Leland Stanford (1824-1893), who wore such hats as California governor, railroad baron, university founder and race horse owner, sought to settle one of the hottest debates of the 1870’s: Is there a moment in a horse’s gait when all four hooves are off the ground at once?
Legend says he bet $25,000 that it was true. Common opinion at the time nixed the idea. After all, if God wanted horses to “fly”, He would have given the creature wings. But determined to settle the question, Stanford hired celebrity photographer Eadweard Muybridge (1830-1904) to prove it.
One of San Francisco’s most celebrated landscape photographers, Muybridge took more than 2,000 photographs with 20x24 inch negatives. His 1867 photographs of Yosemite Valley brought the valley…and himself…almost mythic status.
Accepting Stanford’s challenge in 1877, Muybridge captured Stanford’s horse, Occident, silhouetted against white sheets with all four feet off the ground. He used 12 to 24 cameras and a self-designed shutter that gave an exposure of 2/1,000 of a second. Although these original pictures didn’t survive, Muybridge continued to work with Stanford to develop techniques in the “science of animal motion.”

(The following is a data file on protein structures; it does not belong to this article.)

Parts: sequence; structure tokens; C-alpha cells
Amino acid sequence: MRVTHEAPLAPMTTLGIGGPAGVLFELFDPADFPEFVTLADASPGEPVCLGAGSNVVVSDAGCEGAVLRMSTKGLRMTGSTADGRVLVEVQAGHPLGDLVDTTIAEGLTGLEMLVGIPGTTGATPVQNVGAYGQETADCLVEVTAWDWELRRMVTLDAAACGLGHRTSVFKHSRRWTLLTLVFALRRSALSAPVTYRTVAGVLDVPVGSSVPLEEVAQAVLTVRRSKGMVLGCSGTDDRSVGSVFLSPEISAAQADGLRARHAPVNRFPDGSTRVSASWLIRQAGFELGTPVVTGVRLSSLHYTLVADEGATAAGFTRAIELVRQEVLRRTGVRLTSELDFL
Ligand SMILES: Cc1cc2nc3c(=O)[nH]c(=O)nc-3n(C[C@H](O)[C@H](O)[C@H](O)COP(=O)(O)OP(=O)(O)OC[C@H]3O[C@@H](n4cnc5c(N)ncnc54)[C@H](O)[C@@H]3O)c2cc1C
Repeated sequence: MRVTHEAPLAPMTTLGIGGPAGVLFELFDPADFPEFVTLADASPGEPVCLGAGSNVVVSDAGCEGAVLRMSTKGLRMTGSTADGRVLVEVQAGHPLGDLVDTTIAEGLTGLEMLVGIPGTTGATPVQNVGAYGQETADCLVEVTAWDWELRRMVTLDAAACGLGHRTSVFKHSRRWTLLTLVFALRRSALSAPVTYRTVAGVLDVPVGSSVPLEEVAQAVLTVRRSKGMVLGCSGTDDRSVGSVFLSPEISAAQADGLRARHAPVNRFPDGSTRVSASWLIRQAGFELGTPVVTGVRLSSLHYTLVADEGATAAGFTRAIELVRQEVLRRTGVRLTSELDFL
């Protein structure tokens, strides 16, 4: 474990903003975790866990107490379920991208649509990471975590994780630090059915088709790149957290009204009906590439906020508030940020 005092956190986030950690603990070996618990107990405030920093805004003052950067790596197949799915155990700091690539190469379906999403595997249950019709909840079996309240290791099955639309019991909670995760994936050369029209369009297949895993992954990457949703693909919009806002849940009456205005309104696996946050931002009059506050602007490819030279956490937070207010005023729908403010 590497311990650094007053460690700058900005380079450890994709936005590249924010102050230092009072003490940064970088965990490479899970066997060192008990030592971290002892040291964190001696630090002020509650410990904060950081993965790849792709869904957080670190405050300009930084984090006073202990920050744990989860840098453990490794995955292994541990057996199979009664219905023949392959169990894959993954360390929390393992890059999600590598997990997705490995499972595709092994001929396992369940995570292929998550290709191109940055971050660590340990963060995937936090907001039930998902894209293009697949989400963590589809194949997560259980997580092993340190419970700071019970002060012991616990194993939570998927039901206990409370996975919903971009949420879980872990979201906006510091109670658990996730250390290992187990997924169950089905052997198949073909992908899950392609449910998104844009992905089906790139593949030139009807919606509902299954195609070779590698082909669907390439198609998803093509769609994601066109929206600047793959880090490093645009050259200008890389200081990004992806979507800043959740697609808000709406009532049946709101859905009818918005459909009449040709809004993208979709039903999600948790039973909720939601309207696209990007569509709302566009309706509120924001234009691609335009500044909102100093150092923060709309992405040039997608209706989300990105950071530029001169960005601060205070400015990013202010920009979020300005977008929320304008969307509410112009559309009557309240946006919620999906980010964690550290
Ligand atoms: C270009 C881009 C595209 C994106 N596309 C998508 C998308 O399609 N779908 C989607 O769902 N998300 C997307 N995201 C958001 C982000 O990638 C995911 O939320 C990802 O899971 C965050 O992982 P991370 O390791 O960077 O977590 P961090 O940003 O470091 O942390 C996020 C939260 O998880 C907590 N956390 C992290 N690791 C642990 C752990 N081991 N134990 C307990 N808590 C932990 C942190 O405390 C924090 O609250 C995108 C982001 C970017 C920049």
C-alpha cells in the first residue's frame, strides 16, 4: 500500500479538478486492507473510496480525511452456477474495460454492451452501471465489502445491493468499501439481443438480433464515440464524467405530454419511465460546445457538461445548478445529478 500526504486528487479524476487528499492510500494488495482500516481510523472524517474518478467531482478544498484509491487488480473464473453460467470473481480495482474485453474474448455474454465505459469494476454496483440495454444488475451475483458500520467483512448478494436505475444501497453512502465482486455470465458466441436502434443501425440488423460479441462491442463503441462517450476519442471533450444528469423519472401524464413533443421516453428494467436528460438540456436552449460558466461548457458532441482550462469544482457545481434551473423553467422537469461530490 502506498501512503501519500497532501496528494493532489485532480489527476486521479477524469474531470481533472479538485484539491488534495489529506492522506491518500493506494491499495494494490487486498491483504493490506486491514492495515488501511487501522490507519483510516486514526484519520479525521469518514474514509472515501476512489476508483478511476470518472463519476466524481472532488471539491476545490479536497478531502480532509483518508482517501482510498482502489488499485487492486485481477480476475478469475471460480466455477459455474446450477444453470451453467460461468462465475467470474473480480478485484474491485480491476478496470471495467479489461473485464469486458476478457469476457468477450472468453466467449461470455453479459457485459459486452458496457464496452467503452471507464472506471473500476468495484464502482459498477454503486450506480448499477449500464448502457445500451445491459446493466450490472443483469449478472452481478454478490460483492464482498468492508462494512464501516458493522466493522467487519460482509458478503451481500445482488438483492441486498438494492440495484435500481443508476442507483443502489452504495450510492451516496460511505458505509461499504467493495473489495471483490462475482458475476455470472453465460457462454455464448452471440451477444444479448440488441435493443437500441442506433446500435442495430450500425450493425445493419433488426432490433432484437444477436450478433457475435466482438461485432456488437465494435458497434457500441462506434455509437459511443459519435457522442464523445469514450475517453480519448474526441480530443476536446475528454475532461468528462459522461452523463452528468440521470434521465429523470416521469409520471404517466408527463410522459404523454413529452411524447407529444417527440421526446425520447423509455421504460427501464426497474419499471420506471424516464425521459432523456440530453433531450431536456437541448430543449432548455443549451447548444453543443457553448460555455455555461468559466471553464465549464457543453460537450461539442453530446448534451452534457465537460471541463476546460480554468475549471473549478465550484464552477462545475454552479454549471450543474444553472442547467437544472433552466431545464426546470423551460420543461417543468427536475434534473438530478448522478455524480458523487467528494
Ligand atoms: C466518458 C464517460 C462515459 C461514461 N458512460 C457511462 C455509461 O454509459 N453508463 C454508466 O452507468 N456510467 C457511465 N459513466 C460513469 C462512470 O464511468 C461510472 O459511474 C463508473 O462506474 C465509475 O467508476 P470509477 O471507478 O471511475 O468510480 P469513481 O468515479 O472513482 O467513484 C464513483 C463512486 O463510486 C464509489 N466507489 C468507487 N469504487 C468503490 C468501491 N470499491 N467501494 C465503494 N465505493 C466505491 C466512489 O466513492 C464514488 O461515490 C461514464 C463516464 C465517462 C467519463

In 1878, he succeeded in photographing a sequence of frames produced on wet plate with 12 cameras that proved the “flying horse.” The slow wet plate collodion process produced images that were mostly silhouettes, but they showed something never before seen by the human eye.
Scientific American and other prominent publications featured articles on Muybridge’s accomplishment. However, Stanford invited his close friend, horseman and medical physician Dr. J.D.D. Stillman to produce a book analyzing the horse-in-motion. Stillman used Muybridge’s photography without crediting the photographer. Interestingly, when Muybridge sued Stanford and Stillman for copyright infringement, he lost his suit.
Eadweard Muybridge migrated to the University of Pennsylvania after that. His invention of the zoopraxiscope earned him the title of the father of the motion picture. To illustrate his lectures, he developed the scope; its lantern projected images in rapid succession onto a screen. The images came from his photographs, printed on a glass disc. From the rotating disc came the illusion of moving pictures.
Muybridge’s zoopraxiscope display, an important predecessor of the modern cinema, was a sensation at the World's Columbian Exposition of 1893 in Chicago. His works are still in demand by art students.
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